After Hyderabad's merger in the Indian Union a year after Indian became independent, it was divided in to three parts. While some districts went to Karnatka and Maharashtra, Telanga region retained its identity of a separate state till 1956.
Under sustained pressure from the coastal Andhra region (earlier part of Madras presidency under British rule) the government of India merged Telangana, including Hyderabad, with the Andhra state comprising of thirteen districts of coastal Andhra and Rayala Seema region.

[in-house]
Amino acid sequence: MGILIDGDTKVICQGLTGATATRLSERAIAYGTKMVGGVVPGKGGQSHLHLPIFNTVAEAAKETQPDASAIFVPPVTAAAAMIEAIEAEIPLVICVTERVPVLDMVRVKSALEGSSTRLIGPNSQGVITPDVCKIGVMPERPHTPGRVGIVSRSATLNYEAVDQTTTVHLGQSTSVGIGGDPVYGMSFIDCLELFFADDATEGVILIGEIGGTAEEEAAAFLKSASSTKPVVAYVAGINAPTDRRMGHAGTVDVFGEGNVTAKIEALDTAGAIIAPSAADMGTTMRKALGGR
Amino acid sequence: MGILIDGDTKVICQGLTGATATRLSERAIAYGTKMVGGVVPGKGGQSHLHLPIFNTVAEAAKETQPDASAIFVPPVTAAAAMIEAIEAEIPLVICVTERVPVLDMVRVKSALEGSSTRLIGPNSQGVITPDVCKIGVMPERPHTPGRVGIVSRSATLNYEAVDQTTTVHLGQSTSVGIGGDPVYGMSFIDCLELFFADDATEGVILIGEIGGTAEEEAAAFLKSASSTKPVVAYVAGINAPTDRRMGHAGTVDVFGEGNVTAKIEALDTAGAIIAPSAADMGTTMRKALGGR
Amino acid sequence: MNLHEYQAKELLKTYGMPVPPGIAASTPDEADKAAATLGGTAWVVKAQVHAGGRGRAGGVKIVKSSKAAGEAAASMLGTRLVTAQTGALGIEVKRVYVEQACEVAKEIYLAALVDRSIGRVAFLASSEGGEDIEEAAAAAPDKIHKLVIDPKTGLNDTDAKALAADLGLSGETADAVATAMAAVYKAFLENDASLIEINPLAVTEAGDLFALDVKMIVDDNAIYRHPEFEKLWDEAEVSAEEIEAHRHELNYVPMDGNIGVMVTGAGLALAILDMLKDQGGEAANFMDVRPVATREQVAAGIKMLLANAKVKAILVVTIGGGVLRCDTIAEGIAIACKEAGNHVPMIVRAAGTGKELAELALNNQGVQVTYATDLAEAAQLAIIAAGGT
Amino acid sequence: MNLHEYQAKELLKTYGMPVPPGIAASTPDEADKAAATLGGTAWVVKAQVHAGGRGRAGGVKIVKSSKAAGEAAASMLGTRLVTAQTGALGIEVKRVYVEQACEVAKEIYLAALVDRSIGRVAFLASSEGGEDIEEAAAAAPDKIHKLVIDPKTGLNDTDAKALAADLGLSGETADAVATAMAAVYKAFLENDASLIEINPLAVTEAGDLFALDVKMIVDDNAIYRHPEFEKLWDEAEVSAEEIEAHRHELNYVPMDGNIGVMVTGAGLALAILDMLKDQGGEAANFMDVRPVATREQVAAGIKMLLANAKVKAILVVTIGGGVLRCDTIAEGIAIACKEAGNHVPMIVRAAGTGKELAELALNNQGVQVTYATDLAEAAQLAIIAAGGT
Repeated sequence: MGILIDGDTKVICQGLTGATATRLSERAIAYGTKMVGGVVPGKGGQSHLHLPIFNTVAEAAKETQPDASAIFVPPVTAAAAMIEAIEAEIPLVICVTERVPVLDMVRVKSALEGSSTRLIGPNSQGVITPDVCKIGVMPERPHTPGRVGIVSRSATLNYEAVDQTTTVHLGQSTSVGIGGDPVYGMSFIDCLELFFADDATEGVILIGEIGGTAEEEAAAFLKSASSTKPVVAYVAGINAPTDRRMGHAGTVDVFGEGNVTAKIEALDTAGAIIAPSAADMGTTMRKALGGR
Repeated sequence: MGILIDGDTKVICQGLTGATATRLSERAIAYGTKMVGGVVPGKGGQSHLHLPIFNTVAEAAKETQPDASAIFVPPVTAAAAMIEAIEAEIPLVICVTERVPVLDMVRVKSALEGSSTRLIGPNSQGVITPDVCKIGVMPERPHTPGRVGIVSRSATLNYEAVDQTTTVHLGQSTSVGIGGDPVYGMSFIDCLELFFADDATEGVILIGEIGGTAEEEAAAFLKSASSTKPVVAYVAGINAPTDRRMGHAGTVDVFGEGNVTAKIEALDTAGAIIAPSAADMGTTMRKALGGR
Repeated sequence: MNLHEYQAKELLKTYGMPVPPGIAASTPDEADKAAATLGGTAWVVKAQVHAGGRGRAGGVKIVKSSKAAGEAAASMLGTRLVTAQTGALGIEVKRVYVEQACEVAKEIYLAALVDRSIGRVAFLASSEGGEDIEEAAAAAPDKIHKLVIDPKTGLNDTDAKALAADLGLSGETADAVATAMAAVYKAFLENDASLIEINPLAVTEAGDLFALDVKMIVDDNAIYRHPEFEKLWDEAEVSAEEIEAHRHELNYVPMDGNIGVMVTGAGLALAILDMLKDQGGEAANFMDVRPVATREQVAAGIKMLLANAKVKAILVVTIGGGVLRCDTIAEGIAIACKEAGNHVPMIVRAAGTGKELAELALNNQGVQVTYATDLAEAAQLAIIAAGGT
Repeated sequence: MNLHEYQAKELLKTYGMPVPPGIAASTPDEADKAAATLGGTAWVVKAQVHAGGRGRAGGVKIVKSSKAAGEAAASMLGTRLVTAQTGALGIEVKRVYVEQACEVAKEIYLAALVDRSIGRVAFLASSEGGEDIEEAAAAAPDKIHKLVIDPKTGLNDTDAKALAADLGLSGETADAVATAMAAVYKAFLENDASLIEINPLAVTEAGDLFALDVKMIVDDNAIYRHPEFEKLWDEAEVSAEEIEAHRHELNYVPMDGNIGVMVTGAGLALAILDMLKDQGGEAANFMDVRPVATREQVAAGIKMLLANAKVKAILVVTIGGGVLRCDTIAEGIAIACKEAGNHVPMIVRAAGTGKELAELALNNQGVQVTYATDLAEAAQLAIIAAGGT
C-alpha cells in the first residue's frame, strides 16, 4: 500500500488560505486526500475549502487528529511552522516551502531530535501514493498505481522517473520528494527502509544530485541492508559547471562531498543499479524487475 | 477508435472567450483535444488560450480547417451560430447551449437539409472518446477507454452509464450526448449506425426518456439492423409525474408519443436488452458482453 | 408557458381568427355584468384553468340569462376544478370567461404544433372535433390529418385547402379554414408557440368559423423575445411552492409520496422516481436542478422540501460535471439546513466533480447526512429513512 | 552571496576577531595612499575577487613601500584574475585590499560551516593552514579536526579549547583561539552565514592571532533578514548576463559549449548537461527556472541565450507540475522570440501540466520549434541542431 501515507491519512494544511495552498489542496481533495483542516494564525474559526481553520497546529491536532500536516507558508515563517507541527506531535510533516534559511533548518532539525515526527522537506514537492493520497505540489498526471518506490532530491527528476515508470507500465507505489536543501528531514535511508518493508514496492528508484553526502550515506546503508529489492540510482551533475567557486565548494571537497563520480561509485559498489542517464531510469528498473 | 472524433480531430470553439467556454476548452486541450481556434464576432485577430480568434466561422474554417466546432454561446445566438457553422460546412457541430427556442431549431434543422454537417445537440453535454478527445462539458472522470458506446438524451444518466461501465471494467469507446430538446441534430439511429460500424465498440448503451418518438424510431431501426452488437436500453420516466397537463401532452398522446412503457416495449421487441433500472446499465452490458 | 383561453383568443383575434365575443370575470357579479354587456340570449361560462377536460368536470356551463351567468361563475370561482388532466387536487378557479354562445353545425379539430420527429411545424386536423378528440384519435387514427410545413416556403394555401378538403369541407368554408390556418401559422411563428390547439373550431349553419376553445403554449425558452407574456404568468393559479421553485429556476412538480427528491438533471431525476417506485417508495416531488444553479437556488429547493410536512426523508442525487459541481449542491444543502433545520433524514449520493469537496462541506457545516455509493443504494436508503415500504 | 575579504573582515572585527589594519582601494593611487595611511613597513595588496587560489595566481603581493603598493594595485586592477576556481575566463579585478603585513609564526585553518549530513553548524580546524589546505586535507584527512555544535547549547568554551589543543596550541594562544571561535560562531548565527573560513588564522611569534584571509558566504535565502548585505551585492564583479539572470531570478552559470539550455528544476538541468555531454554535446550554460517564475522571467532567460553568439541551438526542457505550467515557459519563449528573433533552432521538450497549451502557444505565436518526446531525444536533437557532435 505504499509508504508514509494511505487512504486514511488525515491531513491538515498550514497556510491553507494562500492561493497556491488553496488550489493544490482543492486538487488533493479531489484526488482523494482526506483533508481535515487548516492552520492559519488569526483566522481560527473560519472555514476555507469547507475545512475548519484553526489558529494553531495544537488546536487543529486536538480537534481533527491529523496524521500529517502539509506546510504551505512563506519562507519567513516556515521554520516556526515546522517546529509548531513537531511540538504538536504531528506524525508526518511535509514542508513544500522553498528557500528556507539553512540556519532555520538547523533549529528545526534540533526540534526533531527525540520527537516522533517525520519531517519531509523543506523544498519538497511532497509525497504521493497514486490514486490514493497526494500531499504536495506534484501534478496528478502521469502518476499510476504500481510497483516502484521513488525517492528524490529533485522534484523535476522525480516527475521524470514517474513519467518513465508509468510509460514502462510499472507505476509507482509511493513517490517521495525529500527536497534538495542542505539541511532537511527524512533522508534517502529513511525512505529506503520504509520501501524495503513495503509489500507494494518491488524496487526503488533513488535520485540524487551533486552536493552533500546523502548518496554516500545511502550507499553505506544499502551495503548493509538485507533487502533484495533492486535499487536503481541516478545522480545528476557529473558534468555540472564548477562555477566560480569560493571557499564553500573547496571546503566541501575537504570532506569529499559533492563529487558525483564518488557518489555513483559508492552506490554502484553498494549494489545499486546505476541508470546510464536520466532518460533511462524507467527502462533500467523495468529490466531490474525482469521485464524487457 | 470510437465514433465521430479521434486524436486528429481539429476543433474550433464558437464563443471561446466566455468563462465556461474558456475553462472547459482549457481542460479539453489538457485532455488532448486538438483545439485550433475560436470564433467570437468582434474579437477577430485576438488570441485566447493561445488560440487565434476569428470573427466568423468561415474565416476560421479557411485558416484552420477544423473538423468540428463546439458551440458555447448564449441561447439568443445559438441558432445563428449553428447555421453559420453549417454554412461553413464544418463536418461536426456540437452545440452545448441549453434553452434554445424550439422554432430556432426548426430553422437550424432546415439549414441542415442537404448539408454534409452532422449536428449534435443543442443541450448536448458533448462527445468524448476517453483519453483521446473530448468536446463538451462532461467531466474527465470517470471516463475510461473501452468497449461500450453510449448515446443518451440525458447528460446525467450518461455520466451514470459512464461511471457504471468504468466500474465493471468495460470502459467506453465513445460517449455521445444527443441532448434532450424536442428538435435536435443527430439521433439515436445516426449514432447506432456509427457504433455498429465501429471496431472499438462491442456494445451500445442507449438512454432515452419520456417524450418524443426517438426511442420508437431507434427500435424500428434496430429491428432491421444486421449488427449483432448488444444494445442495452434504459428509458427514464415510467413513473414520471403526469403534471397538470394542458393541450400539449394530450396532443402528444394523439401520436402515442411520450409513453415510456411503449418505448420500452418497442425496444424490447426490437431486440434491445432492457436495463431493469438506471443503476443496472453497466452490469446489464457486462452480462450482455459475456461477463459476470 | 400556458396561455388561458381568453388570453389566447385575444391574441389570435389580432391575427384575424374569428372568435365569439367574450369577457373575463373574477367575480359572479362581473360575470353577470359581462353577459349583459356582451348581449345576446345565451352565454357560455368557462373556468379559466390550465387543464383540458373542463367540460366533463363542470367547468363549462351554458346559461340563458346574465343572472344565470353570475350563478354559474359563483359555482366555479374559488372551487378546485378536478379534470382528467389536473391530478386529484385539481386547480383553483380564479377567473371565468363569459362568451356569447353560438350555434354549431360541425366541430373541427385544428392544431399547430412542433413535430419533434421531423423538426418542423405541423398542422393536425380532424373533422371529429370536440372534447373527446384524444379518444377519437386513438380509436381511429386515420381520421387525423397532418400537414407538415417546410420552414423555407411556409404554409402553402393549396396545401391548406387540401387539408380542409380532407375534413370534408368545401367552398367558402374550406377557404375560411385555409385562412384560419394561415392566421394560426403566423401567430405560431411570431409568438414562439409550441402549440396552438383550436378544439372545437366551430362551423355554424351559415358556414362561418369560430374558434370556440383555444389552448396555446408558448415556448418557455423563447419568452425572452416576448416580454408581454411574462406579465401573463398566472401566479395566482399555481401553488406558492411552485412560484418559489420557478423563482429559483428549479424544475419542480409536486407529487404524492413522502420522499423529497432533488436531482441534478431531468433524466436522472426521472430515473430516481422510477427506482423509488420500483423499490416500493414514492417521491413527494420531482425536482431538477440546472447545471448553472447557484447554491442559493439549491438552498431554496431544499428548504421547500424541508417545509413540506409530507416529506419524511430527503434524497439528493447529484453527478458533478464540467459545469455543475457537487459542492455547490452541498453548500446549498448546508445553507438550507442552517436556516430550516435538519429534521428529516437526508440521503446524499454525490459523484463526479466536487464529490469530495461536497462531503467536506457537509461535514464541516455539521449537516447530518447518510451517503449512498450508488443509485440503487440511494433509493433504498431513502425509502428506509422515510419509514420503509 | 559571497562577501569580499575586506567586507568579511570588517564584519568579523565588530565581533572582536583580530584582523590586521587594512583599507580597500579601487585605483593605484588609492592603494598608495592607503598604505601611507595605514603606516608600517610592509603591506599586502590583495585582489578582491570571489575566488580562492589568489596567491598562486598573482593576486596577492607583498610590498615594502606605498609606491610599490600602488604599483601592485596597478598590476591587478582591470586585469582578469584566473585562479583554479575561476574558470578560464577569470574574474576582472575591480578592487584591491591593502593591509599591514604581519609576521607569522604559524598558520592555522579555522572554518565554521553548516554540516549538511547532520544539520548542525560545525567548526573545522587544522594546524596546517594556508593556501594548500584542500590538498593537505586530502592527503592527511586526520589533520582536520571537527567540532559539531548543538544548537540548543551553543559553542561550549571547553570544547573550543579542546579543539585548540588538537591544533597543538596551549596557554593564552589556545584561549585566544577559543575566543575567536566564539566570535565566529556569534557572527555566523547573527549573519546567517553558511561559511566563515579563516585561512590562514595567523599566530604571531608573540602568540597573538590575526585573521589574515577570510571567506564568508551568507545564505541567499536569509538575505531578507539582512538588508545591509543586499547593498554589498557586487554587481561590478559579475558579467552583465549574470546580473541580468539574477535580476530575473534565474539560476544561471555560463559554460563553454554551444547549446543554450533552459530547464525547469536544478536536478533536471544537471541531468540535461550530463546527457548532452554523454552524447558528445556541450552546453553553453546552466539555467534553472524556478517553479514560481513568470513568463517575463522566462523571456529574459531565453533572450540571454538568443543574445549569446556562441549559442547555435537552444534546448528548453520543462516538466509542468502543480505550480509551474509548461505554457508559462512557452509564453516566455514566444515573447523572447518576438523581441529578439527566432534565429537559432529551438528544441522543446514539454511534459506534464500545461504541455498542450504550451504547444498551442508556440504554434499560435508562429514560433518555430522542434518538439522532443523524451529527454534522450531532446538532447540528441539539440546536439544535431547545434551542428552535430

But complaining of injustices and discrimination, the people of Telangana continued their fight for a separate state. The biggest agitation was witnessed in 1969, when more than 400 hundred people died in government crack down and the demand went on to the backburner.
Several agreements were reached between Andhra and Telangana on ensuring justice in river water sharing, government jobs and sharing of funds, but they were never kept.
K Chandrasekhara Rao revived the demand in 2001 after he left Telugu Desam Party, and his struggle after many ups and downs culminated in the victory few had hoped.
The region today has 35 million population spread in ten districts including Hyderabad, the state capital. Most of its area is arid and dependent on rains for agriculture, though both the big rivers of the state -- Godavari and Krishna -- pass through the region.